Bulk collection of telecommunications data on UK citizens may be permissible under EU law, according to a preliminary opinion issued from the European Court of Justice (ECJ). However, it can be used only to investigate "serious crimes".
The opinion relates to a case being heard by the ECJ brought by UK ministers including David Davis, head of the new Department for Exiting the European Union, filed in the wake of the 2014 Data Retention and Investigatory Powers Act (DRIPA).
The ministers contend that the elements of DRIPA that require telecoms firm to keep metadata, such as the time, data, location and duration of messages sent over their networks, although not the content, is too broad.
Specifically, the MPs, which also include deputy leader for the Labour Party Tom Watson, argue that it infringes on the right to privacy enshrined in the EU
Charter of Fundamental Rights.
However, a preliminary opinion issued by EU advocate general Saugmandsgaard Øe said that requiring data to be retained for the pursuit of serious crime could be compatible with EU law, but with caveats.
“The advocate general is of the opinion that a general obligation to retain data may be compatible with EU law. The action by member states against the possibility of imposing such an obligation is, however, subject to satisfying strict requirements,” he wrote.
Øe explained that it is down to the national courts in each member state to determine how this is interpreted, and that it must be done with strict safeguards and focused only on serious crime, not “ordinary offences”.
“The general obligation to retain data must be proportionate, in a democratic society, to the objective of the fight against serious crime, which means that the serious risks engendered by that obligation in a democratic society must be proportionate to the advantages it offers in the fight against serious crime,” he said.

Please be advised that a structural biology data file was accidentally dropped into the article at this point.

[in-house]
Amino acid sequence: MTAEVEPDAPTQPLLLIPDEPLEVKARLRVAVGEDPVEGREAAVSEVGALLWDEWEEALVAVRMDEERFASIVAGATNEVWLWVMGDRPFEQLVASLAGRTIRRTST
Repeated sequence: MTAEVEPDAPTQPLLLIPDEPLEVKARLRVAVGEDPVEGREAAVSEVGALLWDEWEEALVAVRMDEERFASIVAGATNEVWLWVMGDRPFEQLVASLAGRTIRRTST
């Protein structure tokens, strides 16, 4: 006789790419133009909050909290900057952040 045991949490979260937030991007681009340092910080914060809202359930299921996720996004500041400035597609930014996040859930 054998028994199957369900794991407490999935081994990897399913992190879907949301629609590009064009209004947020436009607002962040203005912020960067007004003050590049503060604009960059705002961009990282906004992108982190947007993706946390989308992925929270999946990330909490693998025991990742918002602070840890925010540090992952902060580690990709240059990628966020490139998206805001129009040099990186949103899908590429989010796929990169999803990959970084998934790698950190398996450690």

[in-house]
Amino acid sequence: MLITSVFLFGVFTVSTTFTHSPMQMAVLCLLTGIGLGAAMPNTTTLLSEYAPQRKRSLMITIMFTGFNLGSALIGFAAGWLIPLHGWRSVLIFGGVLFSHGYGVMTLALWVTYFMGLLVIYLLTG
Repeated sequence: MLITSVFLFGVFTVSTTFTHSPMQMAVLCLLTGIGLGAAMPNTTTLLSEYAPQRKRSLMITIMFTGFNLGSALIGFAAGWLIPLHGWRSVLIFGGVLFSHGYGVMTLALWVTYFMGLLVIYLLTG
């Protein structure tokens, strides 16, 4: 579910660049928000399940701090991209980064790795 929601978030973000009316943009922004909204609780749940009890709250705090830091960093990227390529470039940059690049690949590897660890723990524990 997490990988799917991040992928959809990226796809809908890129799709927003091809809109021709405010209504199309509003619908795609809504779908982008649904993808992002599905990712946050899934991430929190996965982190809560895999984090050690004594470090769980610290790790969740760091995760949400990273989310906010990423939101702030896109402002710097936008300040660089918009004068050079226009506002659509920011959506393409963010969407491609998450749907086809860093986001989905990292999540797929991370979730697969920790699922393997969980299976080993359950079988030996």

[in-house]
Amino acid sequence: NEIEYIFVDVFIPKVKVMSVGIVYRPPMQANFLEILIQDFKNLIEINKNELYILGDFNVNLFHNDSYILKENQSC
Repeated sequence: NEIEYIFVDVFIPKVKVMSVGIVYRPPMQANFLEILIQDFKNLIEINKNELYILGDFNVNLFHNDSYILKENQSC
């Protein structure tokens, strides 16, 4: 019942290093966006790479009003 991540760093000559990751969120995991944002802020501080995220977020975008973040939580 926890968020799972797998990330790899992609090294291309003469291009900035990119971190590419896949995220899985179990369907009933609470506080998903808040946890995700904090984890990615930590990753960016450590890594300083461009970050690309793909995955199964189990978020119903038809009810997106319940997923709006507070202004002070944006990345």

This could have huge implications for the development of the Investigatory Powers Bill, currently being debated in the House of Lords, by putting limits on what data can be gathered, and for what purpose it can be used.
The opinion did defend some elements of bulk collection, but Watson welcomed the position. The Guardian reported Watson as saying that it proved the DRIPA powers introduced by then home secretary and current prime minister Theresa May were too broad.
“This legal opinion shows the prime minister was wrong to pass legislation when she was home secretary that allows the state to access huge amounts of personal data without evidence of criminality or wrongdoing,” he said.
“The opinion makes it clear that information including browsing history and phone data should not be made available to the security services and other state bodies without independent authorisation.”
The opinion issued by the EU attorney general is not binding, and the court could make a different ruling, although it is rare for this to happen.
One notable time that it did, however, was when the ECJ ruled that EU citizens have a right to be forgotten and could request the removal of certain results from search engines, contradicting the opinion of the attorney general in that case who ruled that they did not.
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